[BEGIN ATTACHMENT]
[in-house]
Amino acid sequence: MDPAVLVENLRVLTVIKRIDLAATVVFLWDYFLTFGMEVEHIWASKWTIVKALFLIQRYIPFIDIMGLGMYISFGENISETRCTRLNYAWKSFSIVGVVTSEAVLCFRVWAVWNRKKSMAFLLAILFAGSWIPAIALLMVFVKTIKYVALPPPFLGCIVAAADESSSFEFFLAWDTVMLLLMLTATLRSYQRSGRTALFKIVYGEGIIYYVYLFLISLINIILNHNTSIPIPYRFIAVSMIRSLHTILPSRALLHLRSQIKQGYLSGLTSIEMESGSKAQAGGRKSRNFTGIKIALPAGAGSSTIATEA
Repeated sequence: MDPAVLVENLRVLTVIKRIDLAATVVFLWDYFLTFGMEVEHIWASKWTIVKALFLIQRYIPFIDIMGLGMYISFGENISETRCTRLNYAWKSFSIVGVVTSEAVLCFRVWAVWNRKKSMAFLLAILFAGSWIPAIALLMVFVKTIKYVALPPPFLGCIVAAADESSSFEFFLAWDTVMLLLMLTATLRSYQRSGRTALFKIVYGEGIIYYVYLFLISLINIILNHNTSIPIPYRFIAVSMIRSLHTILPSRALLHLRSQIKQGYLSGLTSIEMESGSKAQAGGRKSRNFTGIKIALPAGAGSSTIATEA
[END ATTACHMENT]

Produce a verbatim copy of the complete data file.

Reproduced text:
[in-house]
Amino acid sequence: MDPAVLVENLRVLTVIKRIDLAATVVFLWDYFLTFGMEVEHIWASKWTIVKALFLIQRYIPFIDIMGLGMYISFGENISETRCTRLNYAWKSFSIVGVVTSEAVLCFRVWAVWNRKKSMAFLLAILFAGSWIPAIALLMVFVKTIKYVALPPPFLGCIVAAADESSSFEFFLAWDTVMLLLMLTATLRSYQRSGRTALFKIVYGEGIIYYVYLFLISLINIILNHNTSIPIPYRFIAVSMIRSLHTILPSRALLHLRSQIKQGYLSGLTSIEMESGSKAQAGGRKSRNFTGIKIALPAGAGSSTIATEA
Repeated sequence: MDPAVLVENLRVLTVIKRIDLAATVVFLWDYFLTFGMEVEHIWASKWTIVKALFLIQRYIPFIDIMGLGMYISFGENISETRCTRLNYAWKSFSIVGVVTSEAVLCFRVWAVWNRKKSMAFLLAILFAGSWIPAIALLMVFVKTIKYVALPPPFLGCIVAAADESSSFEFFLAWDTVMLLLMLTATLRSYQRSGRTALFKIVYGEGIIYYVYLFLISLINIILNHNTSIPIPYRFIAVSMIRSLHTILPSRALLHLRSQIKQGYLSGLTSIEMESGSKAQAGGRKSRNFTGIKIALPAGAGSSTIATEA